PenCom and the PFAs should brace up for the challenges ahead. They should partner bodies like the Small and Medium Scale manufacturers group, National Association of Chambers of Commerce, Industry Mines and Agriculture (NACCIMA) and others to give them access to some of their members who could qualify for Micro Pension.
Also, because the target group are people at the grass roots too, the regulator and operators should also partner Community associations the entertainment industry to give them access to their members.
Given that it is a business of the future, Movie Writers, Producers and Directors could be sponsored to produce scripts with micro pension contents to take the enlightenment campaign into the homes of the target groups. Musical and entertainment show organisers could also be partnered to create space for the operators to educate spectators during shows.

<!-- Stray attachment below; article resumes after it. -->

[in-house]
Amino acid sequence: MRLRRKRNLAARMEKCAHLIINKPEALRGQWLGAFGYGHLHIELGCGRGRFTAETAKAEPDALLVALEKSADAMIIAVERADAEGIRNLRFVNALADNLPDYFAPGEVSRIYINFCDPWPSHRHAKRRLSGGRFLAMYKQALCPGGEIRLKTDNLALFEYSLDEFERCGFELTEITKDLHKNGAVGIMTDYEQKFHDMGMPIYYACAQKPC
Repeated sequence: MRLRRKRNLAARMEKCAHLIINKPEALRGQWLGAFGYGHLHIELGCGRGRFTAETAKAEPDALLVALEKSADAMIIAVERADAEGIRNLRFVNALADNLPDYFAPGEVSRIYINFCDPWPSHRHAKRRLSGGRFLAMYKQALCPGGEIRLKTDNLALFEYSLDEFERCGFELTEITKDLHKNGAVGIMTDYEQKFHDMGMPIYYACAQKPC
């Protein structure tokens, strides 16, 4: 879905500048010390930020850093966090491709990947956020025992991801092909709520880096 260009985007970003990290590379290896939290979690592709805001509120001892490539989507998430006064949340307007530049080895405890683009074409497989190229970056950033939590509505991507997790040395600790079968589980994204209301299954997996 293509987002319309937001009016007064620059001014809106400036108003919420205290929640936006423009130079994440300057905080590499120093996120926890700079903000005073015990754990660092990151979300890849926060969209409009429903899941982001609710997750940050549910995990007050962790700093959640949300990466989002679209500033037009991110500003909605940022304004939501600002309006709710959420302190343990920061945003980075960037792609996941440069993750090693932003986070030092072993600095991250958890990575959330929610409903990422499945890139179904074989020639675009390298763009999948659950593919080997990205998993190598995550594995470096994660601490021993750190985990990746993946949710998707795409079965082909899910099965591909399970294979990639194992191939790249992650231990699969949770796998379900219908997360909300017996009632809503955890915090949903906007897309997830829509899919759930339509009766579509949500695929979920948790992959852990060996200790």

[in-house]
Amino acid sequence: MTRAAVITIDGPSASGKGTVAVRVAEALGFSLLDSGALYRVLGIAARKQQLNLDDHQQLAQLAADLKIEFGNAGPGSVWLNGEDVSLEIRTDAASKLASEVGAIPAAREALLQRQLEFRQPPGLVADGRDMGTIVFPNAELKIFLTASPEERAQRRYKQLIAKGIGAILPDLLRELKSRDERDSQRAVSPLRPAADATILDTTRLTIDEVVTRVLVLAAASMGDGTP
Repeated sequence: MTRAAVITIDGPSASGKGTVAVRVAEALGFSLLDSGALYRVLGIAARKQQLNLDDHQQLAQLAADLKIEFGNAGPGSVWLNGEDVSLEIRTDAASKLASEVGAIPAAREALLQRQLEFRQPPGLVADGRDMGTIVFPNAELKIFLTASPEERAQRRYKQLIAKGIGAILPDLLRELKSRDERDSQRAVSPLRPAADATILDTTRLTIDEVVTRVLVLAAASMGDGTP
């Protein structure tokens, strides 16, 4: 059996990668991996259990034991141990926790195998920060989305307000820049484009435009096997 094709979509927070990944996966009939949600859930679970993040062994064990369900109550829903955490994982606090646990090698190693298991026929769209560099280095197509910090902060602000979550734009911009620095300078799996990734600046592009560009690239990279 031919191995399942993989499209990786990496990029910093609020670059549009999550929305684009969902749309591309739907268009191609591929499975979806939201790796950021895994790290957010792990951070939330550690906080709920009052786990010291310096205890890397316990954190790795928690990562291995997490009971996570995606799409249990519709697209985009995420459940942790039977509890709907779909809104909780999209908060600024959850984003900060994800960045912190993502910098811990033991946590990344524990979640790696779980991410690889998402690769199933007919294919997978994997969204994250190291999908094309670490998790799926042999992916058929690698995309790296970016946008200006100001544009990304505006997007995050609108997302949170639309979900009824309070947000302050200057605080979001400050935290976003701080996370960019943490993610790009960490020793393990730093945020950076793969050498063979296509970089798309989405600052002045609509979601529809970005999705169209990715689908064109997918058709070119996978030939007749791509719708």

The Micro Pension scheme championed by PenCom aims at saving many Nigerians who spent their active years working in the informal sector the suffering associated with old age poverty. The scheme, according to the Commission is in tune with the Pension Reform Act, 2014 which, in addition to making it mandatory for states, local governments and workers in organisations that employ three or more workers to join the scheme, made it possible for self-employed persons and workers in the informal sector to be part of it.
Pension which was considered a thing for the elite, can now be enjoyed by the poor. With continued education on saving for retirement, good government, better administration and optimal investment returns on contributions, the future of micro pension in the country is assured.
· Onyekwere is Abuja based Insurance professional (09093868625)